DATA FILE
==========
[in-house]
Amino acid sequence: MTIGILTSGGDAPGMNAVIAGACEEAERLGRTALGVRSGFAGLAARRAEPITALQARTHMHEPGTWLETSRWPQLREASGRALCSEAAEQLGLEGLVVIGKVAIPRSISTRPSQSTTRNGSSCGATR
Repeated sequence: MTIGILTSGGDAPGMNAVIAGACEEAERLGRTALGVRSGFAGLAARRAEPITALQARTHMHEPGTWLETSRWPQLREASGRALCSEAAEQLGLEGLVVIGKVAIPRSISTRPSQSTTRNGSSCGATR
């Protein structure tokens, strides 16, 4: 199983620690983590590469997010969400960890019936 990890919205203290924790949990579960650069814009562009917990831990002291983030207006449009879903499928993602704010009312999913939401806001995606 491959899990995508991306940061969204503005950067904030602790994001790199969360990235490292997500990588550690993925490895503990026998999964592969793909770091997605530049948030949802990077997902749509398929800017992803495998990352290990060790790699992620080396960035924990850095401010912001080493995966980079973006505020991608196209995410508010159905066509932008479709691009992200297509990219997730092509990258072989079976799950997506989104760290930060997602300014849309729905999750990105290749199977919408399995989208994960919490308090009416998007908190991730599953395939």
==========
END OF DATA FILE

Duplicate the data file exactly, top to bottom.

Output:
[in-house]
Amino acid sequence: MTIGILTSGGDAPGMNAVIAGACEEAERLGRTALGVRSGFAGLAARRAEPITALQARTHMHEPGTWLETSRWPQLREASGRALCSEAAEQLGLEGLVVIGKVAIPRSISTRPSQSTTRNGSSCGATR
Repeated sequence: MTIGILTSGGDAPGMNAVIAGACEEAERLGRTALGVRSGFAGLAARRAEPITALQARTHMHEPGTWLETSRWPQLREASGRALCSEAAEQLGLEGLVVIGKVAIPRSISTRPSQSTTRNGSSCGATR
């Protein structure tokens, strides 16, 4: 199983620690983590590469997010969400960890019936 990890919205203290924790949990579960650069814009562009917990831990002291983030207006449009879903499928993602704010009312999913939401806001995606 491959899990995508991306940061969204503005950067904030602790994001790199969360990235490292997500990588550690993925490895503990026998999964592969793909770091997605530049948030949802990077997902749509398929800017992803495998990352290990060790790699992620080396960035924990850095401010912001080493995966980079973006505020991608196209995410508010159905066509932008479709691009992200297509990219997730092509990258072989079976799950997506989104760290930060997602300014849309729905999750990105290749199977919408399995989208994960919490308090009416998007908190991730599953395939």